This past week I had a great opportunity to experience and reaffirm the fact that Home Staging is truly for everyone and that the creativity and solutions we provide benefits to a wide variety of houses and sellers.
Case 1: Heading to Retirement; Don't Let the Past Weigh You Down
One couple wanted to move out west and experience the mountains they have been longing for in their retirement years. They hope to offset the loss on the sales end by getting a wonderful property on the buying end. I pulled up to a classic farm house in the middle of a bustling suburb. The lady of the house greeted me from across the lawn and came to meet me with a slow gait and somewhat bowed head. The first words out of her mouth after introductions were, "I love this house and have worked hard to maintain the history and integrity of the house and I warn you that I will probably be sensitive." Thank goodness for honesty and upfront warnings. I had already picked up on her sensitivity, but she opened the door for open communication.
Her husband joined us and the three of us went through the house together and ended up having a great time. They were both big collectors and in addition to the house being a classic farm house it had the look and feel of a museum with displays on shelves, in cases and in 4 large pieces of furniture in the dining room. We of course had to reach agreement on packing up most of the collectibles and moving furniture out and rearranging some furniture. At the end the husband agreed to move out his favorite recliner blocking the front door.
The collections they have were by no means junk nor were they pack rats, but most buyers want to buy a house to live in and not to preserve history and the past. In order to display the house, they had to let go of the past and put the collectible displays away.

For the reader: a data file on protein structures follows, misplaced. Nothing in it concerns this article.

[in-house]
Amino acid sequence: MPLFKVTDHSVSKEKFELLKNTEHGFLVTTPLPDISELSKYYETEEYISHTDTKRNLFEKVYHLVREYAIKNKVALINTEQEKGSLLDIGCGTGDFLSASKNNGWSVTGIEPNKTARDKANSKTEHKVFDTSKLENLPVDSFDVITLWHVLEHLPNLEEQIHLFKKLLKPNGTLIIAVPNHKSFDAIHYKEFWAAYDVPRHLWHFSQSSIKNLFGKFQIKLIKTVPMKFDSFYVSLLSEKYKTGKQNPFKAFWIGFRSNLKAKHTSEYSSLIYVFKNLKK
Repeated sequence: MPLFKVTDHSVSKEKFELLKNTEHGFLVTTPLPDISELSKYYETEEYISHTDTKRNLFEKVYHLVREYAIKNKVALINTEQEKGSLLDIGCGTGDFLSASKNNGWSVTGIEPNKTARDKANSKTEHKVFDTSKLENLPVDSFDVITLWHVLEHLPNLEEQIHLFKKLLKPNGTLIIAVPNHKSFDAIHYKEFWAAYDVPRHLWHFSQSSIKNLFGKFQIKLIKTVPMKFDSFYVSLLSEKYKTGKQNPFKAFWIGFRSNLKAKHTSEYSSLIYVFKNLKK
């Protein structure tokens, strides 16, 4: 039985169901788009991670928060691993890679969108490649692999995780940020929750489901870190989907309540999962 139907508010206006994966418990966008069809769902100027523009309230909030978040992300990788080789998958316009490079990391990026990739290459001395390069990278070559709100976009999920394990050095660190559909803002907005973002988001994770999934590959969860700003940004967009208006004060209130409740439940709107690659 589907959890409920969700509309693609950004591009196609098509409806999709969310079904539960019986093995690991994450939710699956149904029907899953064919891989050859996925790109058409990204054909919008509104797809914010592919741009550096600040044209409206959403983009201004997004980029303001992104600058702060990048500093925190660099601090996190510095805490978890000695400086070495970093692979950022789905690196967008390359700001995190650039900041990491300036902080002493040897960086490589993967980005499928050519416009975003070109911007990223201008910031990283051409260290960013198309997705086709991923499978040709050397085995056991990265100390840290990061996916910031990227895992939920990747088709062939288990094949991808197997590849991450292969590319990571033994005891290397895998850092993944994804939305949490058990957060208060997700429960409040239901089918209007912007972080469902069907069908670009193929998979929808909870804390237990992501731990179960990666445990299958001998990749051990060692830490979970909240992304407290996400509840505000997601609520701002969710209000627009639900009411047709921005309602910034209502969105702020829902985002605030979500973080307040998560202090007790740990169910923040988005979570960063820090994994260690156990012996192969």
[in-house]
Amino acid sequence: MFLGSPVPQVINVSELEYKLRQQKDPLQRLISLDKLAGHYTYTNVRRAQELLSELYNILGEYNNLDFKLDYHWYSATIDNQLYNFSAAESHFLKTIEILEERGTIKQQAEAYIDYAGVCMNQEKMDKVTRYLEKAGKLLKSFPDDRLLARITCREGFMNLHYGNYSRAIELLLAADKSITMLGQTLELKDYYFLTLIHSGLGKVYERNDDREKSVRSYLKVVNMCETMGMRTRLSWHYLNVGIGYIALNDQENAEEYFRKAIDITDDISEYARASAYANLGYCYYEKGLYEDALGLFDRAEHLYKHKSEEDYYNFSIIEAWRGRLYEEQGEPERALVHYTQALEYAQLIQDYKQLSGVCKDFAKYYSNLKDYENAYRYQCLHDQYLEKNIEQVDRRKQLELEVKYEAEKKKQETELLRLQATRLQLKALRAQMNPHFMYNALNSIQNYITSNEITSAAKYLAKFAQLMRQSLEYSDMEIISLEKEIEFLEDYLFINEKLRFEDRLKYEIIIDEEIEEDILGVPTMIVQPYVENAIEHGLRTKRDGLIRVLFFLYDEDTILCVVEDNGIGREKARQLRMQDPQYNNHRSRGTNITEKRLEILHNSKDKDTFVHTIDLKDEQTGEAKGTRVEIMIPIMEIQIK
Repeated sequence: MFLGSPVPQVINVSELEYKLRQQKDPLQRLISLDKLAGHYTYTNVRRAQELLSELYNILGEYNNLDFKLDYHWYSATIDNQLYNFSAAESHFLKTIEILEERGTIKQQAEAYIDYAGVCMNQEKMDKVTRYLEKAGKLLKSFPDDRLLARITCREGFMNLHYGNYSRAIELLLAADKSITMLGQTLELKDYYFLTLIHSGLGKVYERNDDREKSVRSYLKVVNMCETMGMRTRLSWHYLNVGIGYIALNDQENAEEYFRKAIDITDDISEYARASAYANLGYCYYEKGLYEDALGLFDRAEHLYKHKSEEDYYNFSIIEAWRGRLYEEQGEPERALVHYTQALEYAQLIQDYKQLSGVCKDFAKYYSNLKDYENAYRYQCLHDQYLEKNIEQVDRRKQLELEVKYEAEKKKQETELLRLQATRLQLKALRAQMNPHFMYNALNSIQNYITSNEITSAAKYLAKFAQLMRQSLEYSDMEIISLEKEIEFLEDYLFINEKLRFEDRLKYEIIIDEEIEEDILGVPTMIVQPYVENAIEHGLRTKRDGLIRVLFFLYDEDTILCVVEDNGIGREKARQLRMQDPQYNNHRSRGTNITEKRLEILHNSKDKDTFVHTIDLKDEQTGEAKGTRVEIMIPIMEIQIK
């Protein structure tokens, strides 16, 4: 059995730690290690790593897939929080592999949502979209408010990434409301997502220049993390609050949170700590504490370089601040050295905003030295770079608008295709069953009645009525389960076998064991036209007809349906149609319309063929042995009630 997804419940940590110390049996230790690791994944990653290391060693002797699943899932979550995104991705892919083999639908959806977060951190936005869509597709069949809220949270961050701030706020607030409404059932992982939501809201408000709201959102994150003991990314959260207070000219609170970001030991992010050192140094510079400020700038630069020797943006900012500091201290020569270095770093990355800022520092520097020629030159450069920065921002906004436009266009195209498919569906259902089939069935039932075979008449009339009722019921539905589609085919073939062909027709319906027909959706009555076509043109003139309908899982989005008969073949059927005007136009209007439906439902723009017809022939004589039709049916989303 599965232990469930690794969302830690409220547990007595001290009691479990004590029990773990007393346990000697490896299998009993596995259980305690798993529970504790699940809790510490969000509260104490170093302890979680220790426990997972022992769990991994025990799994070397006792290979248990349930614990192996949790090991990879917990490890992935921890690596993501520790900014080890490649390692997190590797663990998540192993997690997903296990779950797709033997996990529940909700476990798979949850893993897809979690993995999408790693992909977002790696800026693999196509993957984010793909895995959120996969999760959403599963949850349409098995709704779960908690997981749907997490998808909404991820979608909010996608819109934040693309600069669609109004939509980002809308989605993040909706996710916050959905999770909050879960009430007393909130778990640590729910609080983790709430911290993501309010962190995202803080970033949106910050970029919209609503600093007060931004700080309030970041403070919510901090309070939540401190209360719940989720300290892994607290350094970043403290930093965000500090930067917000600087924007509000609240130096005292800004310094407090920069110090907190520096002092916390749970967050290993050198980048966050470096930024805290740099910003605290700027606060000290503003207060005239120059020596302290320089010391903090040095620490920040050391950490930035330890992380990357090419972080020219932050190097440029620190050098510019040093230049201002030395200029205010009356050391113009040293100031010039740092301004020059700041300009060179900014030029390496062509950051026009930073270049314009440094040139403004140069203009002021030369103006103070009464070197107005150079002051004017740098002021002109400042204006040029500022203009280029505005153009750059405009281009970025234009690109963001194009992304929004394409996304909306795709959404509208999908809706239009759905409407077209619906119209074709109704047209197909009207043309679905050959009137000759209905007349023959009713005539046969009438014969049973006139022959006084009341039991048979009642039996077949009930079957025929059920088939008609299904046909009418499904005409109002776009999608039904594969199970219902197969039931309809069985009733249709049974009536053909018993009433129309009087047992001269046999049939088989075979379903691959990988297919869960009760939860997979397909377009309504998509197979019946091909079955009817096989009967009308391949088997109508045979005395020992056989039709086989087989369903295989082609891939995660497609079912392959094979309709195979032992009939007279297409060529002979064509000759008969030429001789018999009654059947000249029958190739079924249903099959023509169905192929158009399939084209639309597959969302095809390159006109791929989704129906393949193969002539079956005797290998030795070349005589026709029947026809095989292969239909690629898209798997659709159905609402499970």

Case 2: Don't Pass Up the Gold for Dollars and Cents
I was asked to meet with clients that had a contract on a new house for a consultation. They live in a small colonial and want to sell prior to moving to their new large house. They have a great deal going on in their lives including a new baby on the way, so they are doing their best to watch their budget.
When I walked in, I was met with a sofa wall. Normally you don't want to block the entry with a sofa. Moving the sofa completely opened up the space. However it is really the budget and money saving that I wanted to highlight in this case. They have a lovely long porch and a very nice patio, but the front had no pots of flowers or outdoor seating. Staging outdoor spaces gives the feel of more square footage, because we love to sit and entertain outdoors in the spring, summer and fall, especially in Michigan where we treasure our sunny months. Not highlighting these spaces to their best advantage might save a few dollars in the short term, but in the long term they cost sellers. Having great curb appeal with flowers and seating is a way to attract buyers shopping on the internet. Don't pass up the golden opportunity to save a few dollars and cents.
Case 3: Friends and Family Leverage Modest Budgets
I was asked to meet by a daughter with her mother and put together a quote for a staging. The house is about 1,000 sq. feet and vacant. A modest house it has been on the market a long time with a few major price reductions. It was obvious that her children were more than willing to help out and had already done a great deal for her over the years. I asked if they had any furniture they could bring back to save on rental. The mother said, "I thought you did that." Both the daughter and I chimed in together, "we are trying to save you money." We agreed on a few items they would bring in. I would provide the rest. We also agreed on a list of repairs and updates that the family was willing to tackle. Peel and stick tile on a very dark green kitchen floor; new cabinet pulls, painting a yellow bedroom; new faceplates and switch covers; some new carpet upstairs.
Mom pretended to be mad about the yellow bedroom, but she wasn't. She also pretended to be mad about the one piece of furniture in the living room that I asked them to move out. The big maroon oversized recliner. My comment was that the chair looks like it has provided years of loving comfort and enjoyment, but it is doing nothing to sell the house right now and deserves to be retired.
Six people lived in that modest house at one point, and after they moved out they all came home for dinner every Sunday. What a great family and what a great example for chipping in to get things done.